I'm using an LSM9DS0 IMU and looking at the data sheet here: www.st.com/resource/en/datasheet/lsm9ds0.pdf.

In table 3 p13, it lists the sensitivities of the 3 main measurements in:

  • mg/LSB "milli gees per least significant bit"
  • mgauss/LSB "milli gauss per least significant bit"
  • mdps/digit "milli degrees per second per digit"

What does "per digit" mean?

There are good answers already about the meaning of "per least significant bit."

Looking at other places where this component is used is seems to mean nothing different from "per LSB". I.e., "per count of the encoder" But why is it spelled differently?

  • \$\begingroup\$ Well, bit is a kind of digit (more specifically, a binary digit), and a single digit has the same value regardless of the base you use, so it should be the same. \$\endgroup\$ Commented Mar 16, 2017 at 14:25

2 Answers 2


The g means the acceleration of gravity, 9.8 m/s^2. You can set 5 ranges. The highest range is the least sensitive at 0.732*9.8 m/s^2 for each LSB. There are 4 ranges of magnetic measurement. You pick the one you want, plus or minus 2,4,8, or 12 Gauss. Once you pick the range, the sensitivity tells you how magnetic flux density it take to increase the count by one. For the 12 Gauss range it takes .48mGauss to change the output by one. There are three ranges of angular measurement. The highest is 2000 degrees/second. When set to this range it takes 0.070 degrees per second to change the output by 1 count.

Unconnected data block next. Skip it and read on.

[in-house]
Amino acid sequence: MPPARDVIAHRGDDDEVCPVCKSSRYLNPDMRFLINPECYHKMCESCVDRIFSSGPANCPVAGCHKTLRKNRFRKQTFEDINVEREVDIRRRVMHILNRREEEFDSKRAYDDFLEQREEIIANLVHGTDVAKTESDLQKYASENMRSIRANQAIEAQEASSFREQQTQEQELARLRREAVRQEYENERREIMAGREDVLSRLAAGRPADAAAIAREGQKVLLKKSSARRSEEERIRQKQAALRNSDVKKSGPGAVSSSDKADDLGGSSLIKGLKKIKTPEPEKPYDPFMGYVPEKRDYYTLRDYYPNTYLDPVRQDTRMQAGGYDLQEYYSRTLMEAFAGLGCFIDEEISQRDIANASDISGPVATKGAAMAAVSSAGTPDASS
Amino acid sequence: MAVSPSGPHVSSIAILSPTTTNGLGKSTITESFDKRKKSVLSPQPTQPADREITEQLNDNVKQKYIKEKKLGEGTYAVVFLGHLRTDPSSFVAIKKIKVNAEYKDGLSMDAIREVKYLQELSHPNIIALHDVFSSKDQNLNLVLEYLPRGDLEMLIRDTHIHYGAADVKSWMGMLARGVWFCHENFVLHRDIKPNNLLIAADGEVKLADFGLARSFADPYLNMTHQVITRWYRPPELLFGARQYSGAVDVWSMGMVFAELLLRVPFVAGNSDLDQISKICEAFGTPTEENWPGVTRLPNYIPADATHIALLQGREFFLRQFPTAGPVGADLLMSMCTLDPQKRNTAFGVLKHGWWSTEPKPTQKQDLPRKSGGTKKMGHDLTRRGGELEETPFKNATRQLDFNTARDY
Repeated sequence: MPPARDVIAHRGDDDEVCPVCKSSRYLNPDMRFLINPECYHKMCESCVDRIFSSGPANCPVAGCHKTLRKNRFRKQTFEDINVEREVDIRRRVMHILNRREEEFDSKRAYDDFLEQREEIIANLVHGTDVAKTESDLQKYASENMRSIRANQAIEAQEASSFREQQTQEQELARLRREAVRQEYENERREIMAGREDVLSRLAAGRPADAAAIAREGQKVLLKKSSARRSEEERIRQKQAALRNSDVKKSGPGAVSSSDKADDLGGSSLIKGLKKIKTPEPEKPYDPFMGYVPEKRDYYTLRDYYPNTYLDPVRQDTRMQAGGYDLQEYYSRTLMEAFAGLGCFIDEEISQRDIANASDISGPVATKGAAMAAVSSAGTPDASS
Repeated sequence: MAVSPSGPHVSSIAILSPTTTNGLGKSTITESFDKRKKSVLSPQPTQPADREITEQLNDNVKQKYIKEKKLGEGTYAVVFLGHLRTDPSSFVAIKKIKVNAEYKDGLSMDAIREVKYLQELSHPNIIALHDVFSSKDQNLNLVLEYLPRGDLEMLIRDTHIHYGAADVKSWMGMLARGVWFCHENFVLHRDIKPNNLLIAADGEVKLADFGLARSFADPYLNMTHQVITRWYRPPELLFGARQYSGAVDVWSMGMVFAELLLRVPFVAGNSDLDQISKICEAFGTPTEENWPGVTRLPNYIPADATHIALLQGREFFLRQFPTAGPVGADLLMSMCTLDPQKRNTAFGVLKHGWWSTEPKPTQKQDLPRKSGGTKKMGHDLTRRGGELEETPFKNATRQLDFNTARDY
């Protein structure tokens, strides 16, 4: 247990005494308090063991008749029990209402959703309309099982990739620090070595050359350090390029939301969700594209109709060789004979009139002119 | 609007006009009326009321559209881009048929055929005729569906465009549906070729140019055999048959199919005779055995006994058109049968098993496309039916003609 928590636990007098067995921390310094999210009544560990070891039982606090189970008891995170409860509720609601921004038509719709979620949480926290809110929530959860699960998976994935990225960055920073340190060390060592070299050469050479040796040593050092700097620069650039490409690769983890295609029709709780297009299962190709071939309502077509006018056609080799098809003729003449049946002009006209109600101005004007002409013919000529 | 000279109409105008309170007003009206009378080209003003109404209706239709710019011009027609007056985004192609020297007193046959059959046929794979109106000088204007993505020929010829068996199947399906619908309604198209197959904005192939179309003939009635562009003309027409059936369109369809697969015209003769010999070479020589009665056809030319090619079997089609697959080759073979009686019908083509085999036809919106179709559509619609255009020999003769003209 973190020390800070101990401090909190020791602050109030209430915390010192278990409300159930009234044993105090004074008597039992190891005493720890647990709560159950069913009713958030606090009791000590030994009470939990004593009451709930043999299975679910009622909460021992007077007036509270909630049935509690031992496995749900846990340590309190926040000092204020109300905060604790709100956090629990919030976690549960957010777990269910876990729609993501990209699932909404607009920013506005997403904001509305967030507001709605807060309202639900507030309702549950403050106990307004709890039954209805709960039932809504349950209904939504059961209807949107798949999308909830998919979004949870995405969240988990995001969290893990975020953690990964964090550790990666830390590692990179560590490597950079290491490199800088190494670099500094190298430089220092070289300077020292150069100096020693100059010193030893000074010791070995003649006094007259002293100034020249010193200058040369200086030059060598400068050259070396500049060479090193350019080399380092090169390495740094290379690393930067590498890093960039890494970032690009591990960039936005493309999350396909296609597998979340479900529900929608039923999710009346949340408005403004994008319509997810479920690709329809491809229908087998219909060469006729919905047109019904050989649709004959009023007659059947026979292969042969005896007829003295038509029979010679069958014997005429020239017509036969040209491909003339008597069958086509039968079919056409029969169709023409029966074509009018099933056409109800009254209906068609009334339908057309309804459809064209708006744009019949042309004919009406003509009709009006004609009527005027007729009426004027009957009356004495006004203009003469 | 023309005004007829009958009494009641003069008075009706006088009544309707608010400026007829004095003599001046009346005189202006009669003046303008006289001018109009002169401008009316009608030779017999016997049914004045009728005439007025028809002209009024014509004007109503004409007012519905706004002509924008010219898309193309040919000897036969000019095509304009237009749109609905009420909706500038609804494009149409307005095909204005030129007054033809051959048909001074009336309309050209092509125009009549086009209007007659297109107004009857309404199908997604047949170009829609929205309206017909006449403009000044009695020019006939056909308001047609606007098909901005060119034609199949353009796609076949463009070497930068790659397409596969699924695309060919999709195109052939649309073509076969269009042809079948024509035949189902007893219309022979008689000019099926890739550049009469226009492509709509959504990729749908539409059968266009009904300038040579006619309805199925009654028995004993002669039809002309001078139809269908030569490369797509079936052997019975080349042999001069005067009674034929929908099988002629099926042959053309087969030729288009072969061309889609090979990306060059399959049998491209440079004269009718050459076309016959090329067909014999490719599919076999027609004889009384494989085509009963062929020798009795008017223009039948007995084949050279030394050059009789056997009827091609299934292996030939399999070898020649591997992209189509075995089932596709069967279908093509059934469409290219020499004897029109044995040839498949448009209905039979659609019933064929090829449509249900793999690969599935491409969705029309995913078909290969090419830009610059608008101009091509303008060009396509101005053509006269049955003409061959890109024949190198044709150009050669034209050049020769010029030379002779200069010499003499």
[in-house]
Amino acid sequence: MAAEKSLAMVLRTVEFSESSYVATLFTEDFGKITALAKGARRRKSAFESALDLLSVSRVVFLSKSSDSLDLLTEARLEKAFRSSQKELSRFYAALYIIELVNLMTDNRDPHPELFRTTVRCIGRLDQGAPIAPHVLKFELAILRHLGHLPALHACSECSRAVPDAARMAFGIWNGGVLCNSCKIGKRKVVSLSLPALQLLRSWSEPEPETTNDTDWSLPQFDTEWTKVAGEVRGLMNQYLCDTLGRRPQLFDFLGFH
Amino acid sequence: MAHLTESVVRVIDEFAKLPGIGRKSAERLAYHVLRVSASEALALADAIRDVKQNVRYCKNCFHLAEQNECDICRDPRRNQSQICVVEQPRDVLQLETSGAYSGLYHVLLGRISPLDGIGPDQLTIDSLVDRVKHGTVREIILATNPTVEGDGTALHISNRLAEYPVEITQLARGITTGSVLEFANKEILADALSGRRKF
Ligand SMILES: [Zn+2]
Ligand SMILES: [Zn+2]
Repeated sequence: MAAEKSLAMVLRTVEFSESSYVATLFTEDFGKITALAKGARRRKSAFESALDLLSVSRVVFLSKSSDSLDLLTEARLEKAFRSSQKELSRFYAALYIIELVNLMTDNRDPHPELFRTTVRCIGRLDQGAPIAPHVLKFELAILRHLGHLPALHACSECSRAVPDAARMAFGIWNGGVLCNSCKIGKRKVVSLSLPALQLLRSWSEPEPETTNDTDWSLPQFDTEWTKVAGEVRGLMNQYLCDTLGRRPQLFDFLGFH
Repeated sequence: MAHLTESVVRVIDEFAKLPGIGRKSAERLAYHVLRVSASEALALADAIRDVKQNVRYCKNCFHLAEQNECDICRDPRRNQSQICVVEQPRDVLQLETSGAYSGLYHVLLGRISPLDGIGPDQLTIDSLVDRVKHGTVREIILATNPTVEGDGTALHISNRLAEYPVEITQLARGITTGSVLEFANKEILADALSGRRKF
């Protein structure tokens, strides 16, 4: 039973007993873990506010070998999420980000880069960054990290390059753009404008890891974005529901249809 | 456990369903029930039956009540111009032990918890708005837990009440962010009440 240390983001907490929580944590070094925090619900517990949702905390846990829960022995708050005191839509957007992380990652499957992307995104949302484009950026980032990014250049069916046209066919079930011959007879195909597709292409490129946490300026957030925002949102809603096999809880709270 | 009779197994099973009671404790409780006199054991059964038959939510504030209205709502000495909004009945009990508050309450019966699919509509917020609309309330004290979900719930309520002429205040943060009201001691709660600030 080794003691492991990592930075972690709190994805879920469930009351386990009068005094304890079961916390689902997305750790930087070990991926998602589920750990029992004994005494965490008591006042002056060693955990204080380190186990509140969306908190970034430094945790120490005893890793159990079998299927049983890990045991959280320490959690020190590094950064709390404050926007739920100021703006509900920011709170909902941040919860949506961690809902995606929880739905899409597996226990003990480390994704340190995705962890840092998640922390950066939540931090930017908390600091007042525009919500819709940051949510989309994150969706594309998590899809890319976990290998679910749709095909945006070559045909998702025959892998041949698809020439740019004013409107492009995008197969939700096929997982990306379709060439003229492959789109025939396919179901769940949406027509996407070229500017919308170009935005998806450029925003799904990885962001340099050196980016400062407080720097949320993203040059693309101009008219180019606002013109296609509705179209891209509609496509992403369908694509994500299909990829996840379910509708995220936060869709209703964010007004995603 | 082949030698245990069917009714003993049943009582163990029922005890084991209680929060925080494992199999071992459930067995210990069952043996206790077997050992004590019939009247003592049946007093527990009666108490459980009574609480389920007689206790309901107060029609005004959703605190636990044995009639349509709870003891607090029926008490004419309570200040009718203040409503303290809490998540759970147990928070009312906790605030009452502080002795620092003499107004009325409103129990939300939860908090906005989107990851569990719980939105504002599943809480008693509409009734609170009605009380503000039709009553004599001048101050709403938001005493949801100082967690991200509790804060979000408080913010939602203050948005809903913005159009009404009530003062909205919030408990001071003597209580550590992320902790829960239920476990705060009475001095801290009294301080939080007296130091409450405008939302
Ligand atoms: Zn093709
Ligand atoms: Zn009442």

• \$\begingroup\$ So, to answer the question specifically you are saying there is no difference between per LSB and per digit? \$\endgroup\$
    – tahsmith
    Commented Nov 4, 2016 at 23:46
  • \$\begingroup\$ I think so. Here is how I read this. Sensitivity is the range divided by 32768. If the 2000 degree/second range is selected it should take 61 mdps to change 1 bit. But the specification is 70 mdps. It seems they have combined the errors into the specification by saying a 70 mdps change is guaranteed to change the output 1 bit. It is interesting that except for the highest acceleration range the sensitivity is exactly the range divided by 32768 to three digits. That is impressive. So yes, I believe all the sensitivity numbers are the change that will guarantee a 1 bit change. \$\endgroup\$
    – owg60
    Commented Nov 5, 2016 at 1:00

A numerical digit may be a binary, octal, decimal or hexadecimal digit, see here https://en.wikipedia.org/wiki/Numerical_digit. There is no definition in the datasheet what kind of digit is used here.


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